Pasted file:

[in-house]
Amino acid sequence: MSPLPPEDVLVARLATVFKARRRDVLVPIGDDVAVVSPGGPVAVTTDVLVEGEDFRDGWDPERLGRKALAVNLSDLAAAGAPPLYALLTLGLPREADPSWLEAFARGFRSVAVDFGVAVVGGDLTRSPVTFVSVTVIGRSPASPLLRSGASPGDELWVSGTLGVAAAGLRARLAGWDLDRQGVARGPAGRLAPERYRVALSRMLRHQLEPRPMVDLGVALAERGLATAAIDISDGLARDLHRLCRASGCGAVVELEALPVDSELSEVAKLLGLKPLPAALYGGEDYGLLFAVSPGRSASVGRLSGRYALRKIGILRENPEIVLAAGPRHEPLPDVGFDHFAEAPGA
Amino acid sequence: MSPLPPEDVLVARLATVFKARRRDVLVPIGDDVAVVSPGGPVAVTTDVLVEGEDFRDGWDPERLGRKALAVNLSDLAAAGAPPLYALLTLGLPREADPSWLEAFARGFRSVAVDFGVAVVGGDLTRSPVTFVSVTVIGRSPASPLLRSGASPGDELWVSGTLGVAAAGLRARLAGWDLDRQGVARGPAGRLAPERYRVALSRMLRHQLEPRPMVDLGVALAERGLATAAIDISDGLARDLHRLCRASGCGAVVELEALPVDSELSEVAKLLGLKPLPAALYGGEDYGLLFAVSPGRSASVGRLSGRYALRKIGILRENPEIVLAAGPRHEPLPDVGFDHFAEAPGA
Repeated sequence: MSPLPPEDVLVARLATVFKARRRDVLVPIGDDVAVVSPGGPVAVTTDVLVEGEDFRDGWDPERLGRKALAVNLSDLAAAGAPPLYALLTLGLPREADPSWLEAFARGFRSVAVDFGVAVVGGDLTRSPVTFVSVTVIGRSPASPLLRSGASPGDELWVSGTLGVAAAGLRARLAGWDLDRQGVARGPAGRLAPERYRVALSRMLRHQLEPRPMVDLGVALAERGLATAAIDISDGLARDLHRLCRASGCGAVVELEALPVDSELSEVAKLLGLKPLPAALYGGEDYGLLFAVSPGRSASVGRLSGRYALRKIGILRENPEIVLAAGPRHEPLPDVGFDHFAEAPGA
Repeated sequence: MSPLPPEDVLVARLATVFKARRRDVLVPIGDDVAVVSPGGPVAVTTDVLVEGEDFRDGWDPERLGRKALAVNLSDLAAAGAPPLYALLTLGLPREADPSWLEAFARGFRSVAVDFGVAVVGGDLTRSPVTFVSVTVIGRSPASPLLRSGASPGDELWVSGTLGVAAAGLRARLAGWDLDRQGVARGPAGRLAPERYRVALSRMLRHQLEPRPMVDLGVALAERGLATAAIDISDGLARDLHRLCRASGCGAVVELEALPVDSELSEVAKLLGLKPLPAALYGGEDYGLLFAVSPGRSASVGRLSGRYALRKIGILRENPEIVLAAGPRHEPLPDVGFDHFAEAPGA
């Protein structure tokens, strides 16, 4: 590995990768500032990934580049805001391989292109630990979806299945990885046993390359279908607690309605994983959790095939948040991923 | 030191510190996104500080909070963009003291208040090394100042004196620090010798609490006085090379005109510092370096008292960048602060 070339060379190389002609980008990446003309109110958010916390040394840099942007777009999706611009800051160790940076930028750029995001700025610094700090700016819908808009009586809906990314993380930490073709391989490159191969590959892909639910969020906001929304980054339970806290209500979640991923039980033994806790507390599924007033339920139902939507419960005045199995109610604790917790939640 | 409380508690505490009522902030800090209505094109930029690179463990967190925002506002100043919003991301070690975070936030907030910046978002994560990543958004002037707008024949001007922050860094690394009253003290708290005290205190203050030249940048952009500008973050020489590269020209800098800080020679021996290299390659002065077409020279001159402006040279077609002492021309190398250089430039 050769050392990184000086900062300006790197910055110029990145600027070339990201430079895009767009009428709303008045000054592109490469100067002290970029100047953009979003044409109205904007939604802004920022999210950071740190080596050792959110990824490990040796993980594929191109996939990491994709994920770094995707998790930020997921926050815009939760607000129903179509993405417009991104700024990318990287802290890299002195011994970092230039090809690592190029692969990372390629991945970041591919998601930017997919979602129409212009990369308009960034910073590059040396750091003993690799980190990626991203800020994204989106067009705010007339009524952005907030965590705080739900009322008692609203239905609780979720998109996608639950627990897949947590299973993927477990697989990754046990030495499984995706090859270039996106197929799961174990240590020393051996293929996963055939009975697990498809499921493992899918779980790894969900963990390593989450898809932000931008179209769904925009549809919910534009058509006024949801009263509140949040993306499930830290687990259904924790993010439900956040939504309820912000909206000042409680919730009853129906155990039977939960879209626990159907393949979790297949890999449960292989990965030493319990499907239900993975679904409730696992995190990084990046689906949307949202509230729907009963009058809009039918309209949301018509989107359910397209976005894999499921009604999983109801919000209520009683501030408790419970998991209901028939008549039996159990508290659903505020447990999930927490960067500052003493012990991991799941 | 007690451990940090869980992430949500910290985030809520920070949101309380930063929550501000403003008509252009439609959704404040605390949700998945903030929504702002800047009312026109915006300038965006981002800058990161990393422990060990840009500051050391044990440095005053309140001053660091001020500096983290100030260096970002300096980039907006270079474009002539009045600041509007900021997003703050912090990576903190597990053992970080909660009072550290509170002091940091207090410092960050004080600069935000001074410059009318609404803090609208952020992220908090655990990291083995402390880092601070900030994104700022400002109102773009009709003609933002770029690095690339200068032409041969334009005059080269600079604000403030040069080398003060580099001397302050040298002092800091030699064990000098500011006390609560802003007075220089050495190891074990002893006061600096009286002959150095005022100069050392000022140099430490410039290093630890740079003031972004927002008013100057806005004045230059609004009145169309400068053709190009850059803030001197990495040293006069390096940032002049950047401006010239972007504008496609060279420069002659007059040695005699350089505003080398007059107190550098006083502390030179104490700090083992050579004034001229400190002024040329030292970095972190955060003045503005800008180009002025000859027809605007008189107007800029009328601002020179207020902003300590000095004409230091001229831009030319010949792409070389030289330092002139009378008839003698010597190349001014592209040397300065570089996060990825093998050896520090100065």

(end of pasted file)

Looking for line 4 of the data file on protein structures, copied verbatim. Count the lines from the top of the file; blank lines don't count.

Repeated sequence: MSPLPPEDVLVARLATVFKARRRDVLVPIGDDVAVVSPGGPVAVTTDVLVEGEDFRDGWDPERLGRKALAVNLSDLAAAGAPPLYALLTLGLPREADPSWLEAFARGFRSVAVDFGVAVVGGDLTRSPVTFVSVTVIGRSPASPLLRSGASPGDELWVSGTLGVAAAGLRARLAGWDLDRQGVARGPAGRLAPERYRVALSRMLRHQLEPRPMVDLGVALAERGLATAAIDISDGLARDLHRLCRASGCGAVVELEALPVDSELSEVAKLLGLKPLPAALYGGEDYGLLFAVSPGRSASVGRLSGRYALRKIGILRENPEIVLAAGPRHEPLPDVGFDHFAEAPGA